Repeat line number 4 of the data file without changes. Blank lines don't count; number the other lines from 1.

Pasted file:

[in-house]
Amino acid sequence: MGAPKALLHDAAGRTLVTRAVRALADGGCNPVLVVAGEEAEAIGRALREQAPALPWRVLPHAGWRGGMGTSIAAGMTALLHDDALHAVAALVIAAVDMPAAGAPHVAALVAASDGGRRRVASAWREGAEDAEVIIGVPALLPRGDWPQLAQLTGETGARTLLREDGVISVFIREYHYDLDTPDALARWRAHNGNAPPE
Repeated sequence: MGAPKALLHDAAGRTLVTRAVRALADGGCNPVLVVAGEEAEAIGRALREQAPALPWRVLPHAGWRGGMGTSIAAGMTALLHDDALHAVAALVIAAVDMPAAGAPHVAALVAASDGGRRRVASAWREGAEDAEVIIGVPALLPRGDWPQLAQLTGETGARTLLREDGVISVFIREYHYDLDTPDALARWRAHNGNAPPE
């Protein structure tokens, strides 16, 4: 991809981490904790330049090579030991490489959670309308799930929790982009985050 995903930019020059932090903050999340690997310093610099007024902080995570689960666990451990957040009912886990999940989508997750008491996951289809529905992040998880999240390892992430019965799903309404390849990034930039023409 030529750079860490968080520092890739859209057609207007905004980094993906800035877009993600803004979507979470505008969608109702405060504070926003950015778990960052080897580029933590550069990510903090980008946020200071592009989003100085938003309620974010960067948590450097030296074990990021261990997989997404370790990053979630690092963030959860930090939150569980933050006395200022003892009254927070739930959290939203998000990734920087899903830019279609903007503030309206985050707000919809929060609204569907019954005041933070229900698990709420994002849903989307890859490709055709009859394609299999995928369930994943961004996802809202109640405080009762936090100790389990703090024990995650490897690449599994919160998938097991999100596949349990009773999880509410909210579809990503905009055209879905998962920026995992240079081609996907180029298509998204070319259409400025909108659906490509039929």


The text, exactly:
């Protein structure tokens, strides 16, 4: 991809981490904790330049090579030991490489959670309308799930929790982009985050 995903930019020059932090903050999340690997310093610099007024902080995570689960666990451990957040009912886990999940989508997750008491996951289809529905992040998880999240390892992430019965799903309404390849990034930039023409 030529750079860490968080520092890739859209057609207007905004980094993906800035877009993600803004979507979470505008969608109702405060504070926003950015778990960052080897580029933590550069990510903090980008946020200071592009989003100085938003309620974010960067948590450097030296074990990021261990997989997404370790990053979630690092963030959860930090939150569980933050006395200022003892009254927070739930959290939203998000990734920087899903830019279609903007503030309206985050707000919809929060609204569907019954005041933070229900698990709420994002849903989307890859490709055709009859394609299999995928369930994943961004996802809202109640405080009762936090100790389990703090024990995650490897690449599994919160998938097991999100596949349990009773999880509410909210579809990503905009055209879905998962920026995992240079081609996907180029298509998204070319259409400025909108659906490509039929």